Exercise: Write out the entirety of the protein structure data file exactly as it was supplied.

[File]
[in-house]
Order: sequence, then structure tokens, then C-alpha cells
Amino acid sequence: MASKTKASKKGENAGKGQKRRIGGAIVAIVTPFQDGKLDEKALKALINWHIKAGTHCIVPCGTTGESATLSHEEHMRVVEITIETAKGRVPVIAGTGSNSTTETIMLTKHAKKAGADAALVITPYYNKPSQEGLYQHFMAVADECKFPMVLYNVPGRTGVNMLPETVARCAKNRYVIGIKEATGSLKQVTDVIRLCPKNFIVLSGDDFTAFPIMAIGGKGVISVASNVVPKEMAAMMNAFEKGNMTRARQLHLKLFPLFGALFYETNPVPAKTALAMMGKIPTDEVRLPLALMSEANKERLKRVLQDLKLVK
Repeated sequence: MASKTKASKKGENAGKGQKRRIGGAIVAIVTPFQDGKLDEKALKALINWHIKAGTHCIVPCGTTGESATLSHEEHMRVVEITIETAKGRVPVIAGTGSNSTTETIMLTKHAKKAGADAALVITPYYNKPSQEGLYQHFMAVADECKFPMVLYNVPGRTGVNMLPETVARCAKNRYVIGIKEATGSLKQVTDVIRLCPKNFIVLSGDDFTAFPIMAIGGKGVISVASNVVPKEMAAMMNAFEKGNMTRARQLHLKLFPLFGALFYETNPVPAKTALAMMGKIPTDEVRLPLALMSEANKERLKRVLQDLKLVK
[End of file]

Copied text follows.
[in-house]
Order: sequence, then structure tokens, then C-alpha cells
Amino acid sequence: MASKTKASKKGENAGKGQKRRIGGAIVAIVTPFQDGKLDEKALKALINWHIKAGTHCIVPCGTTGESATLSHEEHMRVVEITIETAKGRVPVIAGTGSNSTTETIMLTKHAKKAGADAALVITPYYNKPSQEGLYQHFMAVADECKFPMVLYNVPGRTGVNMLPETVARCAKNRYVIGIKEATGSLKQVTDVIRLCPKNFIVLSGDDFTAFPIMAIGGKGVISVASNVVPKEMAAMMNAFEKGNMTRARQLHLKLFPLFGALFYETNPVPAKTALAMMGKIPTDEVRLPLALMSEANKERLKRVLQDLKLVK
Repeated sequence: MASKTKASKKGENAGKGQKRRIGGAIVAIVTPFQDGKLDEKALKALINWHIKAGTHCIVPCGTTGESATLSHEEHMRVVEITIETAKGRVPVIAGTGSNSTTETIMLTKHAKKAGADAALVITPYYNKPSQEGLYQHFMAVADECKFPMVLYNVPGRTGVNMLPETVARCAKNRYVIGIKEATGSLKQVTDVIRLCPKNFIVLSGDDFTAFPIMAIGGKGVISVASNVVPKEMAAMMNAFEKGNMTRARQLHLKLFPLFGALFYETNPVPAKTALAMMGKIPTDEVRLPLALMSEANKERLKRVLQDLKLVK